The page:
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Greene King to rename pubs over ‘links to racism’

Sam Hancock
·3-min read
The Black Boy in Bury St Edmunds - one of the pubs being rebranded - said it welcomed the move (Getty)
The Black Boy in Bury St Edmunds - one of the pubs being rebranded - said it welcomed the move (Getty)

Greene King is to rename four of its pubs over possible links to racism.

The UK pub chain announced it would rebrand three venues currently called The Black Boy – in Bury St Edmunds, Sudbury in Suffolk, and Shinfield in Berkshire – as well as the Black’s Head in Wirksworth, Derbyshire, due to their “potentially offensive connotations”.

The move comes after the company’s historic links to slavery were exposed through a University College London (UCL) database of slave profiteers in June last year. That prompted Greene King to pledge it would make “substantial investment” in black, Asian and minority ethnic (Bame) communities as part of anti-racism efforts in the wake of Black Lives Matter protests.

Bosses said the racial origins of four pubs’ names had not been definitively confirmed but the rebrand is to go ahead nonetheless as part of a bid to make the company a "truly anti-racist organisation”.

Nick Mackenzie, Greene King’s chief executive since 2019, said it was important to acknowledge the chain’s “history” but acknowledged it was “just as important to work proactively to eradicate racism in our society today”.

“We have looked at pub deeds, consulted with colleagues and while the origins of these pub names are obscure,” he said on Friday, “and what is clear is that there is a perception that they are linked with racism today and we want to make this positive change for the better".

“We’ve thought long and hard and feel this is the right thing to do as it is incredibly important to us that our pubs are warm and welcoming places for everyone as we continue on our journey to become a truly anti-racist organisation,” he added.

When the UCL database was revealed last summer, Mr Mackenzie admitted the company’s links to slavery were “inexcusable”. Shortly after, reports in The Telegraph suggested Greene King’s 19th century founder, Benjamin Greene, received the equivalent of £500,000 in compensation for his West Indies plantations after abolition.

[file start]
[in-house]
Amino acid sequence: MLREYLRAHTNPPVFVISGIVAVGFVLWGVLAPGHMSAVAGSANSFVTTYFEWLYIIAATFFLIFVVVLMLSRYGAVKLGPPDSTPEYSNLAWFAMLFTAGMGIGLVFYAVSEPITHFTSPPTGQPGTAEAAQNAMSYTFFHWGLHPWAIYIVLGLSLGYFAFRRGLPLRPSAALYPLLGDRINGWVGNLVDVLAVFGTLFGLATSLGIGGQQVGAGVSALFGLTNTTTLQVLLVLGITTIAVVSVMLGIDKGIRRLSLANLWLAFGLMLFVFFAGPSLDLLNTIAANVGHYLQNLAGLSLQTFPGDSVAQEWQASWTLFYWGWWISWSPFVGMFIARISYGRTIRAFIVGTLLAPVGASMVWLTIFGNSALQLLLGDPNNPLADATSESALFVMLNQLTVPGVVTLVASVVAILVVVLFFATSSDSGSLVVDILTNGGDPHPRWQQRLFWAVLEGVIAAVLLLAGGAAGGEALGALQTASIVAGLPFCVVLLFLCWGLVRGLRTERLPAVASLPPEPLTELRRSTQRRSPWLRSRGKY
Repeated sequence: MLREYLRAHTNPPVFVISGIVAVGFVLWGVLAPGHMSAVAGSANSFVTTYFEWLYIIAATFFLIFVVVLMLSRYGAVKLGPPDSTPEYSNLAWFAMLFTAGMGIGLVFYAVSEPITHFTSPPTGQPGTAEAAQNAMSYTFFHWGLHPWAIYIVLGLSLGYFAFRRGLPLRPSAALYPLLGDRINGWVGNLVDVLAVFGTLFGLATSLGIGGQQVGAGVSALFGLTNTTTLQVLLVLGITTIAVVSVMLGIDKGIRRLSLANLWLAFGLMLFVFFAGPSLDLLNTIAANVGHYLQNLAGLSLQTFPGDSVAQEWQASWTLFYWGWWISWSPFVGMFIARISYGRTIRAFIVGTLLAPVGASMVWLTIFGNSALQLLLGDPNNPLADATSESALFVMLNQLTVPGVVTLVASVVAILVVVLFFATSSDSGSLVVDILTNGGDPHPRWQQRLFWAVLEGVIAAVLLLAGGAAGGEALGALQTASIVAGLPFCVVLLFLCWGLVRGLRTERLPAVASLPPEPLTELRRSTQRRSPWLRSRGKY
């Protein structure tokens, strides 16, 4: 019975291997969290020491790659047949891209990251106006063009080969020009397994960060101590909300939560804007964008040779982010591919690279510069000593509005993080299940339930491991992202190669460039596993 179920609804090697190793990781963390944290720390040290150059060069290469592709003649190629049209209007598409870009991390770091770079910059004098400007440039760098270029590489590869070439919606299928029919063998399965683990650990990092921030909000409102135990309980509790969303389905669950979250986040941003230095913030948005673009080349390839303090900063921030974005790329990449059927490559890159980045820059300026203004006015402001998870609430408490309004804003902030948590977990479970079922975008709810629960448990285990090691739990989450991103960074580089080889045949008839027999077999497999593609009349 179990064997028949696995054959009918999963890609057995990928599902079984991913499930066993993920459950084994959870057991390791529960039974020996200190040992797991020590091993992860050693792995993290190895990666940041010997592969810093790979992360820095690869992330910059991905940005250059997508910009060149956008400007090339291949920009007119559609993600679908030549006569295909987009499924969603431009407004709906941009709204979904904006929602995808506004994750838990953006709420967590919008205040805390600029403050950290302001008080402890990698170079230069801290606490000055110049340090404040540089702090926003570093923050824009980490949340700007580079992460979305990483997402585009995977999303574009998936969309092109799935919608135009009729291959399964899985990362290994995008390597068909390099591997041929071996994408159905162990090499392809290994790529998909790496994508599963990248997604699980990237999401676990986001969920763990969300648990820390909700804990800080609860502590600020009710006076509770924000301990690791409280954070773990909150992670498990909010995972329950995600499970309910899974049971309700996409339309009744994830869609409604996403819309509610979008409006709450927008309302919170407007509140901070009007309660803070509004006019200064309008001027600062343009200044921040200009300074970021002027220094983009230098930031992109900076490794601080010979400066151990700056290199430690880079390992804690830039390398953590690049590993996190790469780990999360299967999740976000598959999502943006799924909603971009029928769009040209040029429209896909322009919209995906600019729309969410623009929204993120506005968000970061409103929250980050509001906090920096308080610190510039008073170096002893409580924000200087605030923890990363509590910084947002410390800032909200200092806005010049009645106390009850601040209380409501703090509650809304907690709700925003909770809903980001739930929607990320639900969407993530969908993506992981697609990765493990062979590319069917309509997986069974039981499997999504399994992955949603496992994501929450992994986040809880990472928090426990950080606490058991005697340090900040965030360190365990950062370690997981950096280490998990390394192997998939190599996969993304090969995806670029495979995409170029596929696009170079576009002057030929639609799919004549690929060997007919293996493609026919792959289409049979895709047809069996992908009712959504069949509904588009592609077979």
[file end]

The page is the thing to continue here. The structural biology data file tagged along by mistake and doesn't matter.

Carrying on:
Mr Mackenzie accepted there would be some “backlash” over the decision to tackle racism by rebranding venues, and said his firm remained “conscious of the history and heritage of pub names”.

The pubs being rebranded are to have their new names chosen by the communities they serve via online polls, with locals selecting from a list of pre-set suggestions for each of the four venues.

Greene King said the renaming idea had come as a result of thorough research into the pubs’ histories. It is part of the company’s plans for increased inclusion, which last year led bosses to pledge all 38,000 employees would be educated on the slave trade.

While no distinct origin was found by Greene King for the Black Boy name, a hotel in Norfolk with the same name has said its own research suggested a possible link to slavery.

“Firstly, the most favourable suggestion was that it was named after King Charles II who was nicknamed The Black Boy because he had black hair and a swarthy complexion,” the hotel’s website says.

But it adds: “Secondly, it may have a connection with the black boy slaves who were used as servants in local wealthy households in the 17th century.”

Meanwhile, the proprietor of The Black Boy in Bury St Edmunds said he was happy to see the venue rebranded.

“Now is the right time to make this change and I look forward to the new name continuing to reflect the heritage and history of this pub which has been a part of Bury St Edmunds for hundreds of years,” Mark Eames said.

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